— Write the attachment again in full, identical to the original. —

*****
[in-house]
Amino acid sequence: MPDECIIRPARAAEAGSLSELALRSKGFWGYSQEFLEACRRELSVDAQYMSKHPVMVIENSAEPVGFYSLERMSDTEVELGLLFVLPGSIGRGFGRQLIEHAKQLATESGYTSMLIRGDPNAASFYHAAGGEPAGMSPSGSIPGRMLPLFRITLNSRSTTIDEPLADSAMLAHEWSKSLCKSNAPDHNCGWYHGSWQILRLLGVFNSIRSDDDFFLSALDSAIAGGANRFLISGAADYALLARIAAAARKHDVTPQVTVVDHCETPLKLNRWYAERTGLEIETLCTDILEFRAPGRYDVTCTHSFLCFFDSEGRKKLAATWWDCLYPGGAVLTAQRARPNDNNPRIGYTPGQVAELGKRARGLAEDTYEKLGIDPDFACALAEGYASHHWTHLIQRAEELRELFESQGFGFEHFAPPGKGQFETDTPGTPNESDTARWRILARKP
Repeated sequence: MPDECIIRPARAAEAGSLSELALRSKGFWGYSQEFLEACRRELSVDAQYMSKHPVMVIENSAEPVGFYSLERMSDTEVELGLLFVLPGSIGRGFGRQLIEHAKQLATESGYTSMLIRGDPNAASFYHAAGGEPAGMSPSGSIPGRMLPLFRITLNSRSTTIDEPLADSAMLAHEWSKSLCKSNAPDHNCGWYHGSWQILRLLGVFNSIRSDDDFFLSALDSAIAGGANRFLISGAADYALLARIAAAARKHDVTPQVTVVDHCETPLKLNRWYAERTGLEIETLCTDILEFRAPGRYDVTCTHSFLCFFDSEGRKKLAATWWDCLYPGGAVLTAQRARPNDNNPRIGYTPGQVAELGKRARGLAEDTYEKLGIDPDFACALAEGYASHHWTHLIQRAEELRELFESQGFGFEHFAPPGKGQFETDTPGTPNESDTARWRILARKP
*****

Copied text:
[in-house]
Amino acid sequence: MPDECIIRPARAAEAGSLSELALRSKGFWGYSQEFLEACRRELSVDAQYMSKHPVMVIENSAEPVGFYSLERMSDTEVELGLLFVLPGSIGRGFGRQLIEHAKQLATESGYTSMLIRGDPNAASFYHAAGGEPAGMSPSGSIPGRMLPLFRITLNSRSTTIDEPLADSAMLAHEWSKSLCKSNAPDHNCGWYHGSWQILRLLGVFNSIRSDDDFFLSALDSAIAGGANRFLISGAADYALLARIAAAARKHDVTPQVTVVDHCETPLKLNRWYAERTGLEIETLCTDILEFRAPGRYDVTCTHSFLCFFDSEGRKKLAATWWDCLYPGGAVLTAQRARPNDNNPRIGYTPGQVAELGKRARGLAEDTYEKLGIDPDFACALAEGYASHHWTHLIQRAEELRELFESQGFGFEHFAPPGKGQFETDTPGTPNESDTARWRILARKP
Repeated sequence: MPDECIIRPARAAEAGSLSELALRSKGFWGYSQEFLEACRRELSVDAQYMSKHPVMVIENSAEPVGFYSLERMSDTEVELGLLFVLPGSIGRGFGRQLIEHAKQLATESGYTSMLIRGDPNAASFYHAAGGEPAGMSPSGSIPGRMLPLFRITLNSRSTTIDEPLADSAMLAHEWSKSLCKSNAPDHNCGWYHGSWQILRLLGVFNSIRSDDDFFLSALDSAIAGGANRFLISGAADYALLARIAAAARKHDVTPQVTVVDHCETPLKLNRWYAERTGLEIETLCTDILEFRAPGRYDVTCTHSFLCFFDSEGRKKLAATWWDCLYPGGAVLTAQRARPNDNNPRIGYTPGQVAELGKRARGLAEDTYEKLGIDPDFACALAEGYASHHWTHLIQRAEELRELFESQGFGFEHFAPPGKGQFETDTPGTPNESDTARWRILARKP